A customs duty-free quota is given for meat from bovine animals with origin in Botswana or Namibia. The quota is set at 2700 tons and is automatically given upon declaration. For meat from bovine animals with origin in Eswatini, the quota is set at 500 tons.

  • This applies for commodity codes 02.01.3001, 02.01.3009, 02.02.3001 and 02.02.3009

A customs duty-free quota is given for meat from sheep and lamb with origin in Botswana, Namibia and Eswatini. The quota is set at 400 tons and is automatically given upon declaration.

  • This applies for commodity codes 02.04.1000 - 02.04.4300.

In addition, an annual quota is granted for meat from bovine animals from all GSP-countries. The quota is set at 500 tons and is automatically given upon declaration. The customs duty rate is set at 107,11 Norwegian kroner per kg.

  • This applies for commodity codes 02.01.3001 and 02.02.3001.

All quotas are valid from 1 January every year, and they are issued on a first come, first serve basis.

The Direct Transport Rule

The main rule is that the imported goods must be identical to the exported goods. They must not have been altered in any way or have undergone other treatments, except those intended to preserve them. It is allowed to put on affix labels, stamps, or any other form of proofs in order to obtain specific domestic requirements before they are presented for customs clearance.

The goods may be stored provided that they remain under customs control in the transit country/-countries. Consignments can be split if this is performed by the exporter or under their responsibility, provided that the goods remain under the control of the customs in the transit country/-countries. 

When re-exporting to the EU, Switzerland or Türkiye goods originating in developing countries according to the Norwegian GSP-scheme, it is possible to issue a REX replacement statement on origin if the Norwegian re-exporter is registered in the REX-system. The goods will receive the same preferential customs duty as if they came directly from the respective GSP-country. One condition is that the goods have not been customs cleared into Norway.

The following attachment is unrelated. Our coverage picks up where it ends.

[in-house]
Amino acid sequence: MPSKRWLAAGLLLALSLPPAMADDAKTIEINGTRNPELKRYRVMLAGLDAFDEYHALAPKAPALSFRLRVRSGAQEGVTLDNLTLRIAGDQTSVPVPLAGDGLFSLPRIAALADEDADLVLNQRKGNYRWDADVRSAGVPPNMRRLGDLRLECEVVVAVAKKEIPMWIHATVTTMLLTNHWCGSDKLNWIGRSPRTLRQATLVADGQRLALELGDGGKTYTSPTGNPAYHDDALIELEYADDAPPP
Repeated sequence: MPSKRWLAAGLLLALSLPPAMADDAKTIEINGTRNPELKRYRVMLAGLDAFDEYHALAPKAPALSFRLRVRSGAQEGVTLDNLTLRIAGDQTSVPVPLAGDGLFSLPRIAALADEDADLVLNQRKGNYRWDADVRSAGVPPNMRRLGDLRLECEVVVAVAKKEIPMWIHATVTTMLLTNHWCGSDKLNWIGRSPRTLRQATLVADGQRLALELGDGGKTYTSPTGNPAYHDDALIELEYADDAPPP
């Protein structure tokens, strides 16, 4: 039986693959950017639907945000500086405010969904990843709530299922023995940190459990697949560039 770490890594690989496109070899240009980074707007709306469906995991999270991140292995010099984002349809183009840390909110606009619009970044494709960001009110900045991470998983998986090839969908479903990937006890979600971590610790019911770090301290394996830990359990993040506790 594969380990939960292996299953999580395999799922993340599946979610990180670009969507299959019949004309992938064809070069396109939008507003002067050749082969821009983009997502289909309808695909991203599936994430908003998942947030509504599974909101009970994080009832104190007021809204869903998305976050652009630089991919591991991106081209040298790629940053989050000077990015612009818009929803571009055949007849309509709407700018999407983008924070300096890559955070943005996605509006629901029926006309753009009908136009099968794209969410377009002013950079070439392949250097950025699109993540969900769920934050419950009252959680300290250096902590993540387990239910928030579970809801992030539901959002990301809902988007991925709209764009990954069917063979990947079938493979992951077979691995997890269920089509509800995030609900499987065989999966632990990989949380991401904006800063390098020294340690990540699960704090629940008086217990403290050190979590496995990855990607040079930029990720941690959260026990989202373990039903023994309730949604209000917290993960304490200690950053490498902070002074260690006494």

Take note that replacement statement on origin cannot be used to re-export to other countries than the EU, Switzerland or Türkiye. 

The EU does not have the same countries in its GSP-scheme as Norway. This entails that for some GSP-countries, ordinary duty rates may apply when imported to the EU. 

List of working or processing rules

This list describes the working or processing required to be carried out on non-originating materials in order that the product manufactured can obtain origin status. The approved share of third country materials in products may be found in the list of working or processing rules. Column 3 and 4 show what type of processing and the share of third country material in order to become an originating products. 

Please take note that this list also contains goods that are not a part of the specific product coverage.

Proof of origin

When importing GSP products to Norway, you can either submit a REX statement on origin or a REX replacement statement of origin. China and Guatemala may still use Form A or origin declaration.